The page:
In the world of commerce, we often encounter terms like SKU, and barcode. However, understanding the subtle yet crucial distinctions between these terms can be a challenge. Many people use them interchangeably, adding to the confusion. In this article, we will unravel the mysteries surrounding SKUs, and barcodes, providing clear definitions and explaining their differences and applications.
What is a SKU?
SKU, or Stock Keeping Unit, is an alphanumeric code created and employed internally by retailers and eCommerce businesses. Its primary purpose is to uniquely identify each product and its variations. SKUs can include letters, numbers, and symbols and can be as short or long as needed to distinguish one product from another. These codes often contain detailed product information, such as style numbers, size, color, weight, price, and expiration date. SKUs can be customized to fit a company’s specific tracking needs and can be modified as necessary. You typically don’t need to worry about them matching SKUs from other companies unless you work with third parties like retailers or fulfillment centers. In such cases, adding a barcode, which we’ll discuss shortly, can help differentiate your products.
What is a Barcode?
A barcode is a method for visually representing data in a machine-readable format. Unlike SKUs, barcodes are used externally across the entire retail supply chain, including wholesalers, retailers, and resellers. Traditionally, barcodes represent data through varying the widths and spacings of parallel lines. More recently, alternative patterns like rectangles, dots, and hexagons have been used.
When scanned by a barcode reader, the barcode reveals the encoded data. Barcodes are invaluable for conveying a large amount of information within a small space, and the size of the barcode determines how much data it can store. There are many barcode formats, called symbologies, with one-dimensional (1D) and two-dimensional (2D) barcodes being the primary types.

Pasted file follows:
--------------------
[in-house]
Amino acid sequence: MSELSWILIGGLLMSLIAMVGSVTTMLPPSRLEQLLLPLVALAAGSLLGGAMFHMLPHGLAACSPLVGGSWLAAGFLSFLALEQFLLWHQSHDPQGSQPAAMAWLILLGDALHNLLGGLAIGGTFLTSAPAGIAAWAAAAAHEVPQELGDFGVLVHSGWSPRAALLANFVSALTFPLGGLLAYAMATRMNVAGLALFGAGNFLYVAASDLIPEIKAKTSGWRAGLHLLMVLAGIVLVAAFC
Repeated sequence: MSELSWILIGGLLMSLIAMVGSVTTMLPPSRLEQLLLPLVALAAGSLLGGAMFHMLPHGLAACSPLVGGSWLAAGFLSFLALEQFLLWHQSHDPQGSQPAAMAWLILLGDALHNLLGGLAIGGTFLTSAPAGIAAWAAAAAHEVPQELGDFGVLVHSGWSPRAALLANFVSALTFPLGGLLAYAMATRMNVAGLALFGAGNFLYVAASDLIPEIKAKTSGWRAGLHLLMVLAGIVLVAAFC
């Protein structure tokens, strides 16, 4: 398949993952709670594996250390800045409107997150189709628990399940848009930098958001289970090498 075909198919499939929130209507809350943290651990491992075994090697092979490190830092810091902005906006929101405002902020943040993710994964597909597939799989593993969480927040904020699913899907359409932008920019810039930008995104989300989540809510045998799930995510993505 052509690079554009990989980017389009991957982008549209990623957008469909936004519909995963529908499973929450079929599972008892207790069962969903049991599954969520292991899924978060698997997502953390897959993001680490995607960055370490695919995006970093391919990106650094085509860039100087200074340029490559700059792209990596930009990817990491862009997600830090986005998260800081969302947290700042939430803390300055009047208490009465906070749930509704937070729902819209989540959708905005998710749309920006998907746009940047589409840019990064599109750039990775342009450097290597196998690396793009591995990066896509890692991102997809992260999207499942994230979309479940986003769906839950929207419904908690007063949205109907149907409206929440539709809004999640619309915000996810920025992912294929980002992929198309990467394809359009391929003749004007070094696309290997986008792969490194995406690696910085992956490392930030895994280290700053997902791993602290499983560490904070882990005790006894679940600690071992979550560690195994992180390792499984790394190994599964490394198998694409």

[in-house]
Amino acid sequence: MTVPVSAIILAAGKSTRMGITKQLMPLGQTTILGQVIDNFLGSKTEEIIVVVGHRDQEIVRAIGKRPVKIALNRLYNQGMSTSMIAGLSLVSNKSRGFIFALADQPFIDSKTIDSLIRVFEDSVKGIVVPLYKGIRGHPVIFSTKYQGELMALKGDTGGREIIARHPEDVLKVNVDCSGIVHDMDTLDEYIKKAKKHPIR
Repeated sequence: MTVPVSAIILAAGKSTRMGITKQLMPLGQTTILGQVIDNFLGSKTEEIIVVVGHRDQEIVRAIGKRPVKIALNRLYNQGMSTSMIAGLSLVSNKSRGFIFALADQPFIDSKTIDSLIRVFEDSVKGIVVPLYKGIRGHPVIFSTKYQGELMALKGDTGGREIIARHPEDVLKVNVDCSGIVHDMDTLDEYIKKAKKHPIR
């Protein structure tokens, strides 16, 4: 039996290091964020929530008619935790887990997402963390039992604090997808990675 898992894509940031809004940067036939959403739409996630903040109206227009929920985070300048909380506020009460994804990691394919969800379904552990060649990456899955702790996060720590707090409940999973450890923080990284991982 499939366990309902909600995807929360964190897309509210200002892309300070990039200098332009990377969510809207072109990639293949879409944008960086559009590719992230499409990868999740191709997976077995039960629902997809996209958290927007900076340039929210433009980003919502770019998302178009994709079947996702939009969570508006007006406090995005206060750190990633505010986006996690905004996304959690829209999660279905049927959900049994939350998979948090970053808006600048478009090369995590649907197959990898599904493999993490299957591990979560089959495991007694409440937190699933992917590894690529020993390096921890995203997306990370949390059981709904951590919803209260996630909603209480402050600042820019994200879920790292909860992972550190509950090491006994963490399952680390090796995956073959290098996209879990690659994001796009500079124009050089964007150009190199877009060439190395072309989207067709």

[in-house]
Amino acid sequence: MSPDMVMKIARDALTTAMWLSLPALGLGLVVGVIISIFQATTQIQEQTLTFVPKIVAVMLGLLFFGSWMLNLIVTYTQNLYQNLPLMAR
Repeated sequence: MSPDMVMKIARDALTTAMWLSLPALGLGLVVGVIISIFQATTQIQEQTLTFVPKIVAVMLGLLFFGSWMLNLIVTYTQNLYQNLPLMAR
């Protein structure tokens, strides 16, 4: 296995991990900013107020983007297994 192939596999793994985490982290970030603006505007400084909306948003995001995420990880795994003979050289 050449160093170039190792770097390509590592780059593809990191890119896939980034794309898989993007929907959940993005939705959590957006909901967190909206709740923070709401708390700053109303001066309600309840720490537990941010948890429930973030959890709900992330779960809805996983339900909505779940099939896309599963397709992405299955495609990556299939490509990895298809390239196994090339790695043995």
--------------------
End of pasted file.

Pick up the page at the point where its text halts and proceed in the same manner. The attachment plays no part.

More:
- One-dimensional barcodes can further be categorized into:
- Numeric barcodes: Comprising bars and numbers, this is the most common type. The 12-digit UPC (Universal Product Code) is familiar in North America, while a 13-digit EAN (European Article Number) or IAN (International Article Number) is used elsewhere.
- Alpha-numeric barcodes: Combining bars, letters, and numbers, these codes can encode more information and find application in grocery stores, libraries, automotive, and defense industries.
- Two-dimensional barcodes consist of square or rectangular images filled with dots. They do not display visible letters and numbers. Examples include QR codes and Datamatrix barcodes.
Barcodes serve diverse purposes across various industries, including retail, and are continuously evolving with new technologies.
Barcodes in Ecommerce and Retail
In the ecommerce and retail supply chain, one-dimensional numeric barcodes are commonly used. They fulfill two main purposes: product barcodes and shipping barcodes.
- Product Barcodes: Large brands selling products through multiple channels often register their products with UPCs or EAN/IAN barcodes, depending on manufacturing location. Smaller brands may use different barcodes for internal identification, particularly when working with advanced fulfillment centers.
- Shipping Barcodes: Shipping carriers have standardized barcode formats used to convey package information, including origin, destination, weight, carrier, and shipping class. These barcodes facilitate package tracking.
Choosing the Right Codes for Your Business
The choice between SKUs, barcodes, and UPCs depends on the size and complexity of your business:
- SKUs are suitable for smaller businesses, offering internal product tracking.
- Barcodes can be added as your business grows, simplifying internal inventory management.
Conclusion: In the dynamic world of commerce, understanding the nuances of SKUs, and barcodes is crucial for efficient business operations. These codes, although often used in tandem, serve distinct purposes and can significantly impact your business’s success. Whether you start with SKUs and evolve to barcodes for broader market reach, selecting the right identification system is a critical decision on your path to growth and success.